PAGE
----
May 3, 2012

Cât de mărunte sunt lucrurile mărunte

Susy (Susy Clemens, fiica cea mare a lui Mark Twain, despre care scriitorul îşi aminteşte cu infinită dragoste în notele lui biografice - nota mea, Mihai Cuza) aged seven. Several times her mother said to her:

"There, there, Susy, you mustn't cry over little things."

This furnished Susy a text for thought. She had been breaking her heart over what had seemed vast disasters—a broken toy; a picnic cancelled by thunder and lightning and rain; the mouse that was growing tame and friendly in the nursery caught and killed by the cat—and now came this strange revelation. For some unaccountable reason, these were not vast calamities. Why? How is the size of calamities measured? What is the rule? There must be some way to tell the great ones from the small ones; what is the law of these proportions? She examined the problem earnestly and long. She gave it her best thought from time to time, for two or three days—but it baffled her—defeated her. And at last she gave up and went to her mother for help.

"Mamma, what is 'little things'?"

It seemed a simple question—at first. And yet, before the answer could be put into words, unsuspected and unforeseen difficulties began to appear. They increased; they multiplied; they brought about another defeat. The effort to explain came to a standstill. Then Susy tried to help her mother out—with an instance, an example, an illustration. The mother was getting ready to go down-town, and one of her errands was to buy a long-promised toy-watch for Susy.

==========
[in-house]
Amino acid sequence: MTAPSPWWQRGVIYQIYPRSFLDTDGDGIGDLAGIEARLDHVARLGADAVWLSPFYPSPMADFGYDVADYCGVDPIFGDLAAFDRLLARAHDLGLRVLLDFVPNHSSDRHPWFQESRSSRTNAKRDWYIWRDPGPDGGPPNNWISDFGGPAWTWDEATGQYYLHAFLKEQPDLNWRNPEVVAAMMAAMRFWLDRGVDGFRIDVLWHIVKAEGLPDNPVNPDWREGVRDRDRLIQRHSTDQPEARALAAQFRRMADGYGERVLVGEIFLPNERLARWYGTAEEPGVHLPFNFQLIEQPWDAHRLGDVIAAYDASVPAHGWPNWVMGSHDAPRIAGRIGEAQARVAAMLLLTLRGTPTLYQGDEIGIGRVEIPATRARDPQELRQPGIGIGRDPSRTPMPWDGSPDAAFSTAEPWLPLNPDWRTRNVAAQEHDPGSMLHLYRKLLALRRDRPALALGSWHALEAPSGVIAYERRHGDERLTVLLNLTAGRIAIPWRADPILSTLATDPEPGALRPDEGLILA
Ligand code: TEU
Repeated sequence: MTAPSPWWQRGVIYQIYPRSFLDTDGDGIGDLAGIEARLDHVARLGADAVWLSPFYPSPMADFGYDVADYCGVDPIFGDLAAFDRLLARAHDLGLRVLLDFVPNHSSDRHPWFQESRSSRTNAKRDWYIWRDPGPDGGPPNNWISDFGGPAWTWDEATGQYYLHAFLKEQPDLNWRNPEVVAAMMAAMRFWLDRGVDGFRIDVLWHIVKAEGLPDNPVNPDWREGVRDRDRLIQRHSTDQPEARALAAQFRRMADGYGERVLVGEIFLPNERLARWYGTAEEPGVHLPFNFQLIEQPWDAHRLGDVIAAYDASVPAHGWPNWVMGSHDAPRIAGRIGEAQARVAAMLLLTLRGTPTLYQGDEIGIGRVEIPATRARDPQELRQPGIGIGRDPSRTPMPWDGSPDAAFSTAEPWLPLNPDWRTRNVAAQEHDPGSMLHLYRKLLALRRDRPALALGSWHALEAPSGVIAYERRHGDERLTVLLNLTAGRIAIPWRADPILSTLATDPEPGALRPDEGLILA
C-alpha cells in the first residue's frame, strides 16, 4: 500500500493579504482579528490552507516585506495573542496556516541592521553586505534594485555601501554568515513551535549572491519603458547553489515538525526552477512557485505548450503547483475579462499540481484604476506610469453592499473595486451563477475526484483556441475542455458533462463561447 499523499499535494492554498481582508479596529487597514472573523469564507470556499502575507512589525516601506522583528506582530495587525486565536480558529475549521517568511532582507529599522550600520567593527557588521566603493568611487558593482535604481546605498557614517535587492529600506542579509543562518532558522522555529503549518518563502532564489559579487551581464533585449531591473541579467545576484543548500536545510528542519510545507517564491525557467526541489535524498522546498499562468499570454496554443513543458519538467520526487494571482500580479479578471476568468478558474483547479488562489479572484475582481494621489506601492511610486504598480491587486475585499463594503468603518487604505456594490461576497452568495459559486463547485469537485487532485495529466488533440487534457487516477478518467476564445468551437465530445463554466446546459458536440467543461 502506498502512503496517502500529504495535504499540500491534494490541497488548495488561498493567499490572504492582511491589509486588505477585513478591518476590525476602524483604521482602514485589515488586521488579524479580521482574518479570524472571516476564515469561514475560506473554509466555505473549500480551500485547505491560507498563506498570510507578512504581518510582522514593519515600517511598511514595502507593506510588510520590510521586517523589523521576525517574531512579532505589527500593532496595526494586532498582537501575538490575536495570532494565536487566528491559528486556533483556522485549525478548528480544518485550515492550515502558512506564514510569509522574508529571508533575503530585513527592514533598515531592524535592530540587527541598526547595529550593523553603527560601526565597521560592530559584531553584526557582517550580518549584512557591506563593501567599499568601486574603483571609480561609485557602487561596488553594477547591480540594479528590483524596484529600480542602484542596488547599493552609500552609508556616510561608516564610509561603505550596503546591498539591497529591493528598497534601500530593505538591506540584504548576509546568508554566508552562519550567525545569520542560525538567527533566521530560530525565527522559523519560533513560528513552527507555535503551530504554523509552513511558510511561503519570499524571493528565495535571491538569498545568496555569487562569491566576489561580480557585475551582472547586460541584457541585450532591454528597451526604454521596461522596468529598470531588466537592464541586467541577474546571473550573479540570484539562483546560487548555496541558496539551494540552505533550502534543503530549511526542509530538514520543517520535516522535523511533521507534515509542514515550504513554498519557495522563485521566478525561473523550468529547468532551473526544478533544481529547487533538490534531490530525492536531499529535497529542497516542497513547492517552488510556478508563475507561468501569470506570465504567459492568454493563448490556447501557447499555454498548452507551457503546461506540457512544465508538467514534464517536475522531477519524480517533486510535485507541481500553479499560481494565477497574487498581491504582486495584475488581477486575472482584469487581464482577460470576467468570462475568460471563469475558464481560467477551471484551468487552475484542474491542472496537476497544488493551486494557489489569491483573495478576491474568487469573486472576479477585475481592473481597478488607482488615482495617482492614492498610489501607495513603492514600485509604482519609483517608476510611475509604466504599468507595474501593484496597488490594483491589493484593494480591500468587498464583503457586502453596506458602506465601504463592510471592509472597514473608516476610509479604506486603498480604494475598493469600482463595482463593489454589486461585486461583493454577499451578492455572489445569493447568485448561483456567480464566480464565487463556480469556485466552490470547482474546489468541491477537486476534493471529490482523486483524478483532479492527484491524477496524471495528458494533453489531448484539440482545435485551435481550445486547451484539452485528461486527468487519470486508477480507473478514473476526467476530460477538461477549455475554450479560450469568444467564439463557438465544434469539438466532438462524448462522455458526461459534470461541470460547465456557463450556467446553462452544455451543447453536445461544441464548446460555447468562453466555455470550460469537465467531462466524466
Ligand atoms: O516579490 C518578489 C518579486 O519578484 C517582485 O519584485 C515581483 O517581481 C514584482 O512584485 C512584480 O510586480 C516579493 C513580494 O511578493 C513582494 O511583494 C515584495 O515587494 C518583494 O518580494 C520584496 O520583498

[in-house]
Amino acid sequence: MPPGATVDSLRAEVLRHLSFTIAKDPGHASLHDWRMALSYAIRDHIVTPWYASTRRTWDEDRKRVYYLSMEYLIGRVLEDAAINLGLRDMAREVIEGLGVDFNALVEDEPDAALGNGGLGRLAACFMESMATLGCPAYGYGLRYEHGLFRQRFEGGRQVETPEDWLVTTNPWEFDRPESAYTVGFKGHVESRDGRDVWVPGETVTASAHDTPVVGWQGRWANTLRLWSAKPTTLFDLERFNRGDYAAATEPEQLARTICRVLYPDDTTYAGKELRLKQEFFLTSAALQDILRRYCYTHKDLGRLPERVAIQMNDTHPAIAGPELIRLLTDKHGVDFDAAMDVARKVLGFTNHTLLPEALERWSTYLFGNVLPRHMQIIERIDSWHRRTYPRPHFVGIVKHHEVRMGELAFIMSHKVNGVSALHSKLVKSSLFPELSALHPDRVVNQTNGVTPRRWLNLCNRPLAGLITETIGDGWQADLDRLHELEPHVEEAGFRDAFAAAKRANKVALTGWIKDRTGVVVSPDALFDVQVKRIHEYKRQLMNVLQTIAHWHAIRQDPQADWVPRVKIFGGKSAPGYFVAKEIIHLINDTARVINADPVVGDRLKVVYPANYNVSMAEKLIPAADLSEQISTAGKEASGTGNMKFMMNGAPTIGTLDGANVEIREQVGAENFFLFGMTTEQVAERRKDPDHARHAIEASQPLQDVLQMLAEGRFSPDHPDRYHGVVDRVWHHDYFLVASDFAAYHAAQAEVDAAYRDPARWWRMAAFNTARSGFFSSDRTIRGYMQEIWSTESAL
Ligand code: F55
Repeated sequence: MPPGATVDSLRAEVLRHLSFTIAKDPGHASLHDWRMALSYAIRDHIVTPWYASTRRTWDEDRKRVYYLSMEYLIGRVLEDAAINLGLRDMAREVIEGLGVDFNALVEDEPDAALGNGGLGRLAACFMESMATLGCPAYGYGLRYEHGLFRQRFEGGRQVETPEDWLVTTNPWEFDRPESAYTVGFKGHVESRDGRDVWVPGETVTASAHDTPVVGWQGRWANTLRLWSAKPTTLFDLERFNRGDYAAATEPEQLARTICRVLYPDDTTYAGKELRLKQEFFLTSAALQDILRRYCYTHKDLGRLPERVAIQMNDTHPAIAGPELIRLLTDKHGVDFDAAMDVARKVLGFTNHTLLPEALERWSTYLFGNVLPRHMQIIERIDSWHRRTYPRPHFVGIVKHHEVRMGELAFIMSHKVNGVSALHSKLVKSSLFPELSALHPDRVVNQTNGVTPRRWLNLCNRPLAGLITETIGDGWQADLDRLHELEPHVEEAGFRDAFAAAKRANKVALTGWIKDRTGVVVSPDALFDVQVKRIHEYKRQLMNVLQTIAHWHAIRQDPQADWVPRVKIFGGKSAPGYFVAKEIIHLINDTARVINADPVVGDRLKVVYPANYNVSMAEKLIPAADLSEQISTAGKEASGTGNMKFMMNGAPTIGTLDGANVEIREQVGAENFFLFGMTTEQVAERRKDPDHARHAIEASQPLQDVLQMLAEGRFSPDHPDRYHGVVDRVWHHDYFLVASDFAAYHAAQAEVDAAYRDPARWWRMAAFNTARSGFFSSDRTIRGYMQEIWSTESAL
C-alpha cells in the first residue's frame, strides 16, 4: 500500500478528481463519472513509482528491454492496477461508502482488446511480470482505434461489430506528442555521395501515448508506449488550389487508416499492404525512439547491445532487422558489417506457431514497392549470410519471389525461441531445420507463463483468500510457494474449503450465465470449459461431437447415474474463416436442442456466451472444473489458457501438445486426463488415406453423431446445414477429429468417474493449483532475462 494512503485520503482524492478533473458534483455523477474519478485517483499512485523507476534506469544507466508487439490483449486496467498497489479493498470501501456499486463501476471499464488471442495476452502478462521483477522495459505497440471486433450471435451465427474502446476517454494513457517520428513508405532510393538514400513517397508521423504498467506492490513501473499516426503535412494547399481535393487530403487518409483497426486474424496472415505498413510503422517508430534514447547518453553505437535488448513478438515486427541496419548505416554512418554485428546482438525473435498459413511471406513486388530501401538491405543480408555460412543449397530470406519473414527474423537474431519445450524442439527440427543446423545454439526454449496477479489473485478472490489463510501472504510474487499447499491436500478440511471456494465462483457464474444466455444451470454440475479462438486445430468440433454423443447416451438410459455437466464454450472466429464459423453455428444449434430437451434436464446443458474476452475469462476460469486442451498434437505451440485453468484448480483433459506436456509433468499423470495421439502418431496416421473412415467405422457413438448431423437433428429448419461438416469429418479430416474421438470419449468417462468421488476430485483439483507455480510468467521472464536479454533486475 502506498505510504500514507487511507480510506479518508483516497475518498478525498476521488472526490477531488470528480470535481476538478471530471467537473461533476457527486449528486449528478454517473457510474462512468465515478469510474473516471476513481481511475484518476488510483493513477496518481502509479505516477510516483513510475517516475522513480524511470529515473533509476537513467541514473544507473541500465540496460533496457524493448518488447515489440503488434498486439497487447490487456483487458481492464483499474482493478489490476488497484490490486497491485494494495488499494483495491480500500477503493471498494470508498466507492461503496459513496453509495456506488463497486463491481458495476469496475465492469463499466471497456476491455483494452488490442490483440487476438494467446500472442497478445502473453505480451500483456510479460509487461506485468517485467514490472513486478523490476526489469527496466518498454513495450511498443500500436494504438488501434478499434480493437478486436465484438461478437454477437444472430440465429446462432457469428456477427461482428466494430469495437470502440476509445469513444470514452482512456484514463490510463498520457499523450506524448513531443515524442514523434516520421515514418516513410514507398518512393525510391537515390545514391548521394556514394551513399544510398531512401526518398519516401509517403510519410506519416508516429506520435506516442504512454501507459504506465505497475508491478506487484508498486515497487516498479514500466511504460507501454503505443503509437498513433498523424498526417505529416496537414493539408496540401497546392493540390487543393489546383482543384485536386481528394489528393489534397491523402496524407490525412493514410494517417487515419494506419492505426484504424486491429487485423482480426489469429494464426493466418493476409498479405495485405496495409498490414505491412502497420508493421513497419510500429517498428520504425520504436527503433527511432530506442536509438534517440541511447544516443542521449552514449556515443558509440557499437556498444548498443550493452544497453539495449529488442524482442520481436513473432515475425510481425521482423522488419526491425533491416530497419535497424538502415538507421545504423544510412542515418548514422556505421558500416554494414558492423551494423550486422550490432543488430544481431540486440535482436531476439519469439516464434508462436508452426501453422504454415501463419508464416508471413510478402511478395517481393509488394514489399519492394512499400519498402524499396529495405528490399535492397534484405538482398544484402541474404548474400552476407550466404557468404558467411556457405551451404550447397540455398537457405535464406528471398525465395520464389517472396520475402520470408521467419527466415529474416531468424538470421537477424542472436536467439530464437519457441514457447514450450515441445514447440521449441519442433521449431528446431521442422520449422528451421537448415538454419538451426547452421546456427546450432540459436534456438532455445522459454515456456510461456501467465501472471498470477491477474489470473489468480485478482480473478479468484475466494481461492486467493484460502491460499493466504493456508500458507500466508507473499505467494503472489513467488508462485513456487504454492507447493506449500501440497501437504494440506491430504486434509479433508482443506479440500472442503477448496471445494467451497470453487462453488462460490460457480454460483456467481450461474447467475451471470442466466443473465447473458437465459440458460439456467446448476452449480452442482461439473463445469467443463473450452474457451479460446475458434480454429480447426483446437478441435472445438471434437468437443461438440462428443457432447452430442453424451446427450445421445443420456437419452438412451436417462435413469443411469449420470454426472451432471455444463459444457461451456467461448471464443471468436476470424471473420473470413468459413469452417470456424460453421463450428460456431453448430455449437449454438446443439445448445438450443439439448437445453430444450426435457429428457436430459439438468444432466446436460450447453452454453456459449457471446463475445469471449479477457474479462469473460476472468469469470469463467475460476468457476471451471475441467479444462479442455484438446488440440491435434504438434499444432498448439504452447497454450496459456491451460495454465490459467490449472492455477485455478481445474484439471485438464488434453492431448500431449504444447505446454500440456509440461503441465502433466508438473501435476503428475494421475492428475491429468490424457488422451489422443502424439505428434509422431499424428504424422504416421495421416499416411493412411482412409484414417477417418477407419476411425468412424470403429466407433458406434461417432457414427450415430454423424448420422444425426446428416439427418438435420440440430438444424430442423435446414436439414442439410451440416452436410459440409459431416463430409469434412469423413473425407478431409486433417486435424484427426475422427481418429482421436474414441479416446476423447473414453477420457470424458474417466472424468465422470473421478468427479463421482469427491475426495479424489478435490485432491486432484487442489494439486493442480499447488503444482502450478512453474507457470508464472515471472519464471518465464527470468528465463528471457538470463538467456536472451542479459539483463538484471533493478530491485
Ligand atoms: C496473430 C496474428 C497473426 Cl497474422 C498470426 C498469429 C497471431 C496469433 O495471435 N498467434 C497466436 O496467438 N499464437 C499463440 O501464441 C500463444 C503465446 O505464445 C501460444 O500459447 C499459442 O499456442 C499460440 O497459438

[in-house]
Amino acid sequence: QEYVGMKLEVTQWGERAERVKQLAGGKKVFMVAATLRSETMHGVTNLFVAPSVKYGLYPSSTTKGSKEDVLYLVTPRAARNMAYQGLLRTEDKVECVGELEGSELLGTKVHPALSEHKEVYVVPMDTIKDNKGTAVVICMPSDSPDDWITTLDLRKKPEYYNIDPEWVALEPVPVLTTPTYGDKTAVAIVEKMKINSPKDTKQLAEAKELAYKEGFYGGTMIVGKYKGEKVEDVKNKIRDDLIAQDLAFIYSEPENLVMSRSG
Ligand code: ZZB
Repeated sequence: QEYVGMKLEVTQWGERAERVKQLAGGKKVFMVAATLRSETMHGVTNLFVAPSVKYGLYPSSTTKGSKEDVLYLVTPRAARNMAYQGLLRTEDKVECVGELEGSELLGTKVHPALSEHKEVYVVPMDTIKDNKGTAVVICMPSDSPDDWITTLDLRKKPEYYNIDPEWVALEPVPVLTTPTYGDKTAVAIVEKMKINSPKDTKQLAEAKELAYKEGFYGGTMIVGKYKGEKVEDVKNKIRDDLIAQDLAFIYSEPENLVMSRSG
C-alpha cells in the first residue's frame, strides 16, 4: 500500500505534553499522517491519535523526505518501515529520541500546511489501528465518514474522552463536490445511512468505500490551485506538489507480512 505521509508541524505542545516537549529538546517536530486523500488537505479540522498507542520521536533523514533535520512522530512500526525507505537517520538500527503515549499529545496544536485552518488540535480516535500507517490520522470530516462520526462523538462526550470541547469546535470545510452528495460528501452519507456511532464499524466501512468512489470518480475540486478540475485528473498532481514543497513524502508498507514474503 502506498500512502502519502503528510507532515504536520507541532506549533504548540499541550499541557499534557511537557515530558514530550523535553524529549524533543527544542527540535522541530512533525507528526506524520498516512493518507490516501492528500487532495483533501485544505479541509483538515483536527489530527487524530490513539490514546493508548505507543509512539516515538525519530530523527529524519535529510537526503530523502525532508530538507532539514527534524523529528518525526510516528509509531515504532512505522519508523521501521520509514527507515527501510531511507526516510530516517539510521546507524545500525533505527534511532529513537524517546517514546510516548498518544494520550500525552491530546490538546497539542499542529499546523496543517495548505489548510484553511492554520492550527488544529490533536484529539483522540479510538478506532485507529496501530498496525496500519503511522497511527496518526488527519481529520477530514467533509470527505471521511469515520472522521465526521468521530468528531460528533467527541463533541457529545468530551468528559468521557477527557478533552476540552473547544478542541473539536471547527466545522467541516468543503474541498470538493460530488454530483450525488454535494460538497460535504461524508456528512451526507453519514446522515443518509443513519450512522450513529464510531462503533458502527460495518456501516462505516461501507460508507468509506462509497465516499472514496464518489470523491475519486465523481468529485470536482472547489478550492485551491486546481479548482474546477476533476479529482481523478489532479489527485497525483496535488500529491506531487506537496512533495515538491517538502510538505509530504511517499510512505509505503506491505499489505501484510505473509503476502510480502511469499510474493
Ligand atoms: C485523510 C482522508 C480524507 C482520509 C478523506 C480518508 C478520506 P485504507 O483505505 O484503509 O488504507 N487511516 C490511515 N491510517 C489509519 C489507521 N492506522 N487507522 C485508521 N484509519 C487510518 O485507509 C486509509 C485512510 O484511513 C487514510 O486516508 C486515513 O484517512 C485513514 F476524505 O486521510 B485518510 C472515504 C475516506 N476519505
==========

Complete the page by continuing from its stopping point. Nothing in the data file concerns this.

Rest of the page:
"If you forgot the watch, mamma, would that be a little thing?"

She was not concerned about the watch, for she knew it would not be forgotten. What she was hoping for was that the answer would unriddle the riddle, and bring rest and peace to her perplexed little mind.

The hope was disappointed, of course—for the reason that the size of a misfortune is not determinate by an outsider's measurement of it, but only by the measurements applied to it by the person specially affected by it. The king's lost crown is a vast matter to the king, but of no consequence to the child. The lost toy is a great matter to the child, but in the king's eyes it is not a thing to break the heart about. A verdict was reached, but it was based upon the above model, and Susy was granted leave to measure her disasters thereafter with her own tape-line.

Mark Twain
"Chapters from My Autobiography"

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